In this post: Looking for an updated approach to French Country living room decor? Find inspiring ideas in this casually elegant Country French living room.⇒
What exactly is modern French Country style?
To be honest, I’m not entirely sure I didn’t make it up.
I just looked at my style and thought it’s a bit more modern than classic French Country and hence gave it the moniker. Then I googled ‘modern French Country’ and the images that came up looked like they fit my look. Validation!
So, in reality, I can’t say for sure if modern French Country is a recognized style. But I do know what I think it is.
Here are the elements that I’ve combined to create my definition of a modern French Country living room.
French Country Living Room Elements
Let’s start with what it’s not.
Probably the single most defining feature that separates an updated twist on French Country from the original universally recognized look is color, or the lack of it.
French Country decor used to connote small layered patterns in dusty primaries like barn red, mustard yellow and faded blue. Woods were dark, textiles were busy and roosters were present everywhere.
To achieve a more modern effect the first thing to do is to strip away the pattern and color. I use lots of white and neutral linen while retaining a relaxed rustic appeal with laundered drapey fabrics and weathered patina woods.
On top of that foundation of light and bright, there are several items that help anchor a room with a decidedly current French style.
Antique French Chairs
I tend to enjoy the comfort of new overstuffed sofas, but I love to punctuate my seating areas with authentic antique French chairs. The chairs above are recently purchased and I love the deconstructed look of the burlap upholstery which lends an air of both timeworn and trendy at the same time.
In a traditional French Country room those chairs might be upholstered with velvet or needlepoint.
The deconstructed linen and loose visible stitching help make them look more au courant.
Antique Secretaire Writing Desk
I am a huge fan of writing desks and I have several scattered about my house. The one in our living room below, actually belonged to my grandmother and my dad used to do his homework at this desk. Many years later he’s the one who painted it white to accommodate my mom’s taste for French provençale decor.
In style it’s more English than French but it sits well with the other elements around it.
Another piece I’ve added to the room is the petite stool that serves as a seat at the desk. I moved the simpler one that was here previously to an upstairs bath and found this new inexpensive one with pretty detailed legs to provide another nod to French style. The pale linen seat and whitewashed wood again contribute to the updated feel.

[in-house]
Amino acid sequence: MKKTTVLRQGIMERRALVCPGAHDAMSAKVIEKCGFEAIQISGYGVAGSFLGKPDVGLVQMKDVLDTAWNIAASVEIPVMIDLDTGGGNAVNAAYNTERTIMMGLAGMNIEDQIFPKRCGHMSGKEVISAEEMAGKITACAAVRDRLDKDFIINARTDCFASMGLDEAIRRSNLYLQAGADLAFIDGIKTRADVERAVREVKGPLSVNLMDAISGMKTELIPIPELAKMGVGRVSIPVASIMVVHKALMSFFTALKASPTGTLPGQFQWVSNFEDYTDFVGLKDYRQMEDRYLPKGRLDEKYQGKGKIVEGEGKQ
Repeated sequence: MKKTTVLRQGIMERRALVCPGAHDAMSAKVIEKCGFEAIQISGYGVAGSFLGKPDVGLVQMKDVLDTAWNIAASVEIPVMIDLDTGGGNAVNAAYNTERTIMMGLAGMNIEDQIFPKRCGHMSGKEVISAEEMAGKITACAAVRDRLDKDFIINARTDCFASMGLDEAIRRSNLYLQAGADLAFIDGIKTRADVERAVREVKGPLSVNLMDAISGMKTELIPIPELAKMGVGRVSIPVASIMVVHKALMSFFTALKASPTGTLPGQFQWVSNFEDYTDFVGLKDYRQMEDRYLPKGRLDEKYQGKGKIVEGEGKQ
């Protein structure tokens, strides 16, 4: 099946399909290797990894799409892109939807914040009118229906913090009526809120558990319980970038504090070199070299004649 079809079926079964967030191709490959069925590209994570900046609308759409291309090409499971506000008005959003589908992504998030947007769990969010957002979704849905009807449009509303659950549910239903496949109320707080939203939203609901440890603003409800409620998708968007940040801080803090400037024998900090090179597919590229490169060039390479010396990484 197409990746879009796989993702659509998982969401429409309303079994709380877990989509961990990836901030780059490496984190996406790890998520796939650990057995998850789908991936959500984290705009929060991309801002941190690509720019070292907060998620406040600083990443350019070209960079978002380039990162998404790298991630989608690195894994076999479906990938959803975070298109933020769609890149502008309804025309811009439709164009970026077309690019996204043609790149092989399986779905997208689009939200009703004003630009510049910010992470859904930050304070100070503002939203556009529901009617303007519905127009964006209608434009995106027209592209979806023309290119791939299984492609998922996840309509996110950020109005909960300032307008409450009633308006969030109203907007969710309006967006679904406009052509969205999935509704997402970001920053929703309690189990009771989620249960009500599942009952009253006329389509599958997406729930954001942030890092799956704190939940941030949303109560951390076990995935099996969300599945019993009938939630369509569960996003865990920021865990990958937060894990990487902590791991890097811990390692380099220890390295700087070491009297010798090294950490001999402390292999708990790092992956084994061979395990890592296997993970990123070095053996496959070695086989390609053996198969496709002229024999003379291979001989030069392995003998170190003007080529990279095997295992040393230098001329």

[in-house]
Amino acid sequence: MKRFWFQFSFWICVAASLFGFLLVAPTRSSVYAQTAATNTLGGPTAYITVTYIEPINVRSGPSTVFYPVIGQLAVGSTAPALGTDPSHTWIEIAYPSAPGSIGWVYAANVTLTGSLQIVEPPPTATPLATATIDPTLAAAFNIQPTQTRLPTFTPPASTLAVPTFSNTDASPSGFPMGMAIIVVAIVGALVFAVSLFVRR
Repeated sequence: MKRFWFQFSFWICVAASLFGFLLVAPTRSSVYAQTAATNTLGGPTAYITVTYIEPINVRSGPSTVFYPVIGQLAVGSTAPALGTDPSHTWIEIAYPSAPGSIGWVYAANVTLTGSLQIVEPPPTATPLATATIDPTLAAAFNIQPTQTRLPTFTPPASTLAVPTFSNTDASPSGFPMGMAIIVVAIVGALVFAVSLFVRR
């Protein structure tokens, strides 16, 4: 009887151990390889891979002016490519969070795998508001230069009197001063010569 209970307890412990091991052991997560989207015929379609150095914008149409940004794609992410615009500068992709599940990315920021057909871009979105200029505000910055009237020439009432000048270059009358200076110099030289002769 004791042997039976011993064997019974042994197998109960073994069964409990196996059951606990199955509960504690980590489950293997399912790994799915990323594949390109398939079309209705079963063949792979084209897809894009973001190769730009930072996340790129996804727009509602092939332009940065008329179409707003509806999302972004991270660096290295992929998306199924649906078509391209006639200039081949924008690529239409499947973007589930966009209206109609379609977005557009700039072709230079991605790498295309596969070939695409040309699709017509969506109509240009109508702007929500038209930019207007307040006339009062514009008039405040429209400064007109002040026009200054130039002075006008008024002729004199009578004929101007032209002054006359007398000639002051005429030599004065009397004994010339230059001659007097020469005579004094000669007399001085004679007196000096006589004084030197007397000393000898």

Small vintage decorative items placed on the desk signal an Old World heritage and several of these pieces I bought in antique markets abroad.
I’ve probably mentioned this many times, but the French trumeau mirror in our living room is one of the oldest pieces I own and one of my favorites. If you had nothing else in the room but a new white linen sofa and this gilded mirror, you’d still have achieved quintessential modern French Country style.
So while color and pattern are mostly removed, authentic French pieces set against a mostly white backdrop define the look. The more chippy patina the better!
Like the mirror, an antique gilded clock can also bestow the look I’m after on a space.
Where traditional French Country celebrates pastoral elements, this more prevailing version has simplified furniture pieces, yet more elegant accent decor.
Instead of heavy baroque draperies in a rick dark tapestry, you’ll find washed linen panels hanging from ornate gilded rods. It’s softer and airier and comprises a hint of glam, as well.
There are certain furniture details that are distinctly French, such as sinewy curved legs and tufted upholstery. The bench, below, that I use as a coffee table embodies that genre perfectly. Again the white linen fabric, painted wood and nail head trim deliver an of-the-moment twist, but the French pedigree is unmistakable.
The one place I allowed the pattern to stay is in the aubusson rug. I do think the room would look younger and more updated with a white tonal rug, but I chose to stay authentic here instead.
What the rug does offer is an underpinning of pink, which in itself is a color that reads very present-day. Ranging from blush to millennial pink, the dusty rose tone injects a freshness to rooms decorated in European style.
Some other decorative options that can straddle the new/old French style mix, yielding modern French Country style include:
- Ornate picture frames
- Crystal and brass sconces
- Distressed gilt wood candlesticks and lamps
- Glass cloches
- Cherubs and architectural fragments
- Stone and concrete urns
If it’s time to look at your French Country decor and infuse it with a modernized approach, I hope these ideas will help define your new spaces. Or perhaps you’re looking to add notes of French style to transitional rooms that are already current. In either case a touch of modern French Country decor might be just the thing to keep your rooms from getting stale.
And if there’s no such thing as modern French Country style and I made it up, maybe we should try Neo French Country?
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